10. WMA says:

    First of all, I think that the amount that a publisher gets from this is too small.

    Secondly, the only blogs that can benefit from this type of services would be the ones concentrated on stock market advices (the only example that I can think of). But, as I said on my blog, I don’t really know how many people are making their decisions regarding buying or selling based upon information provided by other bloggers.

    I honestly don’t see it as a successful program… but who knows… I may be wrong.

  11. Carl says:

    Of that $4.99, you only get 30% anyway… I doubt that large a majority would be willing to pay for SMS messages when they can just check their RSS for whatever they already pay for net access.

    This service is about 3 years too late.

  12. Tech Crunch says:

    No way !! I will never use this !!!!

  13. Colin Dean says:

    You could, with a little work, set up a mailing list to handle SMS alerts. SMS is just a very stripped-down email delivered to a certain number at a certain domain. For instance, Verizon’s texts go to [email protected] You’d probably just need to find out the domains for the other carriers and you’d be golden.

  14. mister scruff says:

    its not that hard to push mail out yourself to a paying subscriber base , once you’ve updated your RSS file.

    the pseudo logic is pretty simple:

    write to rss file
    select all paying subscribers
    build mail alert
    email them

    your paying subscribers would then pick up the alerts on their blackberries or email enabled mobiles.

    so in other words , there’s really no need for this service.

  15. Nick says:

    It’s a nifty idea, but as people have said, what is the real purpose in having txt’s sent to your phone to check blogs? I have RSS, thats enough – plus why pay when you could just design a aim bot to send out messages easily to anyone in a list?

    -Nick
    Blogger Time Capsule – 100,000 User Goal!

  16. Marc says:

    John, I can say with 100% certainty that I wouldn’t pay for that service as a reader. I’m just not that mobile, nor do I need my John Chow fix that bad πŸ˜‰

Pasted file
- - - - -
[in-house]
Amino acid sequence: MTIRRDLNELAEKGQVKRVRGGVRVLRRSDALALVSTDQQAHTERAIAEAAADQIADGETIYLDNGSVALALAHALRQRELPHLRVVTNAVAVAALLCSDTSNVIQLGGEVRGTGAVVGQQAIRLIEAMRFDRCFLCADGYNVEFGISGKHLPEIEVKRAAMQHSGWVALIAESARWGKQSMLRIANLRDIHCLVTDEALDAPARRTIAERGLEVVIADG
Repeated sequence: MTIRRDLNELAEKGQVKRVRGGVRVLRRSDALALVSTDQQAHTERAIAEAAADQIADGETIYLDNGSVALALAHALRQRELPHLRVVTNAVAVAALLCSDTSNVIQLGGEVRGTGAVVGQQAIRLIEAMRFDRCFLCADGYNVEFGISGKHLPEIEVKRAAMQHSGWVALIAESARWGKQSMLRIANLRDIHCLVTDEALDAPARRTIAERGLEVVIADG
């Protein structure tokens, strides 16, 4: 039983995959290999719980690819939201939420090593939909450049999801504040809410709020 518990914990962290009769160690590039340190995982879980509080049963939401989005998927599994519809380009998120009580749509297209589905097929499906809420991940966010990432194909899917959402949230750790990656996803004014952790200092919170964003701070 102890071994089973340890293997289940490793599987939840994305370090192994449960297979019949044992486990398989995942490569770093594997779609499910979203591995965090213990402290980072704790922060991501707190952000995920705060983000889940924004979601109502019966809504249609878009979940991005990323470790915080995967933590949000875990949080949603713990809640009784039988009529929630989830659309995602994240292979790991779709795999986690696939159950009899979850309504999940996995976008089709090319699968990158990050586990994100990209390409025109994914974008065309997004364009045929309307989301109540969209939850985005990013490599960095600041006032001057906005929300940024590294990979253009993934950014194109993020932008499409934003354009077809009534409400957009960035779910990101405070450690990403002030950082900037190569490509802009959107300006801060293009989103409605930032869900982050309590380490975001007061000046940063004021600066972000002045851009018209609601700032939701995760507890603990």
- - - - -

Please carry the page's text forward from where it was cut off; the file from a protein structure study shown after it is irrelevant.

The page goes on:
17. TheAnand says:

    Did you mean Scoop or scope? rushing to the post button again? πŸ™‚

    yes, for the average blog this is not a big revenue generator. . .but then have you used the wap plugin for displaying the post on wap phones?. . .the results are nice too. . .see it in action @ my site…

    http://www.theanand.com/blog/wp-wap.php

  18. I figure it can’t hurt to try. I tried to hit their site earlier today when I read it on TechCrunch, but got errors.

    Think I’ll try again.

  19. Interesting concept – but I wouldn’t pay $5 a month just to get an SMS about important news when I can just see it by checking my RSS reader.

  20. There are certainly some instances where SMS alerts are very useful… just general blogs where the blogger posts whatever BS just to have a post for the day — no.

    I’m using SMS alerts for Adwords. Its very helpful and important for me to know if an ad stops running. Its free, but assuming it was $9.99 a month, knowing this even an hour earlier than I would otherwise from checking on the web is a tiny price to pay.

    Summery — timeless and relevance are absolutely critical. Lets face it, most blogs are full of to much junk to be that important.

  21. Payton says:

    Instead of a monthly subscription, a pay per text model might be more attractive to people. You select what kind of text messages you want, kind of like how you can flag what news stories you want to be notified of with Google News and get a text message when your keywords are triggered.

  22. David says:

    I agree, rarely are things posted on blogs that urgent that you need to get them texted to your mobile phone. In today’s age we are always just around the corner from a computer with internet access, so if you must, they are there, other than that, what is wrong with waiting till you get home a couple hours later?